From simple straight light ray geometrics we now need to face the reality. Light being a form of electromagnetic waves with associated wave lengths, does not fully cooperate with our wants and needs. As the hole diameter gets smaller things get a little cranky in and past the hole. Wave length imposes its own limitations of the minimum aperture size, while diffraction wreaks further havoc on the projection screen.
Lord Rayleigh or John William Strutt (1842 – 1919), interestingly enough, was from Essex. I don’t know, if he had a secretary, but judging by the quality of his work, if he did, she would have defied all the jokes of today.
Rayleigh was a renown physicist with numerous credits to his name. What interests us in this discussion is the Rayleigh Criterion.
Resolution depends generally on aberration and diffraction characteristics of an image forming system. Pinhole imaging does not involve glass elements and aberration is not present. Diffraction is the key limiting element, but also wave length of light.
We can define resolution as ability to separate detail so it can be distinguished.
Once details begin to approach one another, resolution gradually degrades until details can no longer be distinguished. Diagrams above show two points separated on the left, hardly distinguishable in the center, and blended into one on the right. The center disc & rings surrounding each point represent diffraction effect, and in the right image also affect of superimposing patterns. Rayleigh correlated diffraction and wave length into a single formula, which results in a minimum separation required to resolve a detail.
Rayleigh Criterion formula: β = 1.220 * λ/d
- β – angle of separation in radians
- λ – wave length of light
- d – diameter of aperture
Examining formula we can see, that resolving limit of a particularly sized pinhole is a constant for the same wave length in angular terms. Its projection on film would increase with film plane moving away from the pinhole and decrease when moving in closer.
Taking above into account, we can check how a projection of two points of light would resolve through a pinhole of a specific size at a defined distance from projection screen.
It’s easy to see two relations:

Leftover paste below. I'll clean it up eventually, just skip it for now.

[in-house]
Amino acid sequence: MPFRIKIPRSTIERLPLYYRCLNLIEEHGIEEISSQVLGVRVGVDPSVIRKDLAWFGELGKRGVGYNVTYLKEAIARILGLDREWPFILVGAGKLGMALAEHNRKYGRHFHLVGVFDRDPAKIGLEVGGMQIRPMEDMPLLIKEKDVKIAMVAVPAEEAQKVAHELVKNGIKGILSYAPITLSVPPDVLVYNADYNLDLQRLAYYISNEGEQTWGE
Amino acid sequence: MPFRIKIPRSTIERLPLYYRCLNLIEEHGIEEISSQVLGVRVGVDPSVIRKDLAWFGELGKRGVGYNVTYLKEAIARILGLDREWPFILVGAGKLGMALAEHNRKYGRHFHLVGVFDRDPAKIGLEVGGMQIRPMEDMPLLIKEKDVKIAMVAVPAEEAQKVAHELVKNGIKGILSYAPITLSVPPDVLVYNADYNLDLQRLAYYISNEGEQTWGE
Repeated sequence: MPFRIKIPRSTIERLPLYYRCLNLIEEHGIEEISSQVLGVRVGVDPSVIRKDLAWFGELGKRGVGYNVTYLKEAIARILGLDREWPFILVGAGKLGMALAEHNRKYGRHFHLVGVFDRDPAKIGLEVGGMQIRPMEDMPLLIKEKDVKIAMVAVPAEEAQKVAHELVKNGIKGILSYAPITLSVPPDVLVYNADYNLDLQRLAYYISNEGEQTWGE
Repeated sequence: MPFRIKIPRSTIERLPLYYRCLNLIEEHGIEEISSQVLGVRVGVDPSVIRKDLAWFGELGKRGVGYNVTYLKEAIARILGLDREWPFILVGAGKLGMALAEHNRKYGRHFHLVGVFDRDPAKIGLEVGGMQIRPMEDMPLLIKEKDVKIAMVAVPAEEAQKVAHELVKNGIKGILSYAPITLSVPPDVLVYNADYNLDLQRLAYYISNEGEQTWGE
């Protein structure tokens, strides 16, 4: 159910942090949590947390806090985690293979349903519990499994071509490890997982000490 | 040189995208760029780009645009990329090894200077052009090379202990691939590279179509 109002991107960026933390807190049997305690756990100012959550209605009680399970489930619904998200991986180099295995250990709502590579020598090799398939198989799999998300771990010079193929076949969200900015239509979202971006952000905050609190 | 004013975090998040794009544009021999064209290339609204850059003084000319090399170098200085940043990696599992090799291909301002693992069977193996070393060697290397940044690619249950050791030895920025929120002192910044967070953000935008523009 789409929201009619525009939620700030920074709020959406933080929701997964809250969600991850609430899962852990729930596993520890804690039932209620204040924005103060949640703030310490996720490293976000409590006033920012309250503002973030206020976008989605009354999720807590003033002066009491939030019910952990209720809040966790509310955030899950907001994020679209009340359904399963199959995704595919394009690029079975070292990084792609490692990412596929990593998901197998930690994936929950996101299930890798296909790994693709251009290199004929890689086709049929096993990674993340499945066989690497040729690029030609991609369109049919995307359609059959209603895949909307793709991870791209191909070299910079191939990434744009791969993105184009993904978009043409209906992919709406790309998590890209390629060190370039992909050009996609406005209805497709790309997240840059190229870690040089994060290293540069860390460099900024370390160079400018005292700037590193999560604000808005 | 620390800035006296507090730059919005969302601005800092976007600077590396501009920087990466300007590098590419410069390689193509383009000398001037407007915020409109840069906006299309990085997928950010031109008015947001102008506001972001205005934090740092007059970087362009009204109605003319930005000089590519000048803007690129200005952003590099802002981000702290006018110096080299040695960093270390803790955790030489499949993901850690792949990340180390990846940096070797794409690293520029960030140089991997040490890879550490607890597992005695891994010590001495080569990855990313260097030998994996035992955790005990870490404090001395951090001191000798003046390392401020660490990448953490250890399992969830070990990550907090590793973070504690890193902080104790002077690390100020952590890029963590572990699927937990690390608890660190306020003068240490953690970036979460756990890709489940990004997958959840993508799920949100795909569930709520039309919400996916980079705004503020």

- change in PD will change the size of airy disk, smaller PD producing smaller disk
- as film plane is moved away from original position (with PD remaining constant) the size of projected airy disk will correspondingly change, but how?
Let’s have a look at the same diagram with differing film plane position.
It is now becoming more apparent why optimal pinhole diameter depends on film to hole distance. As in the diagram above, moving film plane closer to pinhole while leaving pinhole size unchanged (with corresponding airy disk size also unchanged), would cause airy disks overlap degrading resolution.
How does airy disk size change with pinhole diameter?
Playing with above calculators we see something perhaps unexpected. The last diagram clearly showed airy disks beginning to overlap when film plane was moved closer to pinhole. This suggested a smaller pinhole with closer film plane, which in fact is the case coming from optimal pinhole diameter formulas. However, when substituting our NEW & smaller PD to airy disk calculator, we see actual INCREASE in airy disk size, which seems to be contradicting our earlier thoughts. Why is it?
The reason is relatively simple, yet easy to overlook.
We were wrong in earlier assumptions using simple geometric diagram to represent the behavior of light as it passes through a small aperture. Rayleigh’s Criterion is based on diffraction which gets more pronounced for smaller apertures. Light waves deflect more as they pass through a tighter opening causing increase in overall airy disk size.
The goal is to find the best compromise to effect best possible image quality.
… to be continued